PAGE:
Myeni was appointed to the SAA board in October 2009 and has chaired it since 2012.
The one-year extension to her term expires on 31 August. Gigaba has indicated that a new board chair will be appointed at the SAA AGM in August.
“SAA has stumbled from crisis to crisis under the leadership (or lack thereof) of the ill-equipped Dudu Myeni, forcing Treasury to bail out the embattled airline with either direct investments or guarantees,” says Ben Theron, OUTA’s Chief Operating Officer.
“She is not fit to hold any public office whatsoever. The sooner she leaves the better.”
The critical position of CEO must still be filled with a competent and knowledgeable candidate who can start turning this organisation around. This position is too critical to be a filled with an incompetent deployee.
SAA continuously posted losses during Myeni’s tenure, the airline was repeatedly bailed out by taxpayers and, in December 2014, the airline’s administration had to be transferred from the Ministry of Public Enterprises to the Ministry of Finance to stabilise the finances. Myeni lied to her board and the Minister regarding the procurement of airplanes and authorised the payment of exorbitant cancellation fees to questionable suppliers.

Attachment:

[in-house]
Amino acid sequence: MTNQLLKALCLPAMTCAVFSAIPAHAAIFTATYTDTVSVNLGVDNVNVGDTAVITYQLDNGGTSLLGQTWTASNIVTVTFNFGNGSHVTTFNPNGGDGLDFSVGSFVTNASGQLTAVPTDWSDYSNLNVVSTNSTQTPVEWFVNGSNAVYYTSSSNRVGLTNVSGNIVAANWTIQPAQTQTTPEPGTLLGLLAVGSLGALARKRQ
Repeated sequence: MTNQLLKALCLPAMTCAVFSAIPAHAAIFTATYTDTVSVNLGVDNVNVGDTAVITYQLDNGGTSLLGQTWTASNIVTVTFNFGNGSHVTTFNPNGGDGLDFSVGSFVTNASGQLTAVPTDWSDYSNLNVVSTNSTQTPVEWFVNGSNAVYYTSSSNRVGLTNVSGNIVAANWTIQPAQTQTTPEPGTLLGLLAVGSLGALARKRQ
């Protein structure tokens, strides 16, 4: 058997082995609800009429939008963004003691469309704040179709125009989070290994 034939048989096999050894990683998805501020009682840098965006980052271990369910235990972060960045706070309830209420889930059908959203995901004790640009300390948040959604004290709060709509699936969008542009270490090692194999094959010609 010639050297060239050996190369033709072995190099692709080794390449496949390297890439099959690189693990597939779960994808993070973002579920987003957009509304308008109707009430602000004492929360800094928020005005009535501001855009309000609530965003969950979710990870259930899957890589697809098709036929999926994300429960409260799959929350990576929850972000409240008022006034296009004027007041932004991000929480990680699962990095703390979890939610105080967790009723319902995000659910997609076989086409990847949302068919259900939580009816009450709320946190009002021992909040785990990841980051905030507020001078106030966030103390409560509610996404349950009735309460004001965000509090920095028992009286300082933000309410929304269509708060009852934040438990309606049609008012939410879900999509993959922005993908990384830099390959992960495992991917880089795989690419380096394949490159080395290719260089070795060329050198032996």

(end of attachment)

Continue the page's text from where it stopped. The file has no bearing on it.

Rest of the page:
In June OUTA and the South African Airways Pilots’ Association launched legal proceedings against Myeni, asking the Pretoria High Court to declare her a delinquent director, which would bar her from serving as a director, a senior executive or on any boards for at least seven years. Myeni has denied wrongdoing. Our case continues.
In November last year the Companies and Intellectual Property Commission (CIPC) issued a compliance notice against Myeni, finding that she had breached the duties of a director and ordering her to notify formally the SAA board and Minister of Finance of this. She did so, then tried to get this overturned but this was denied.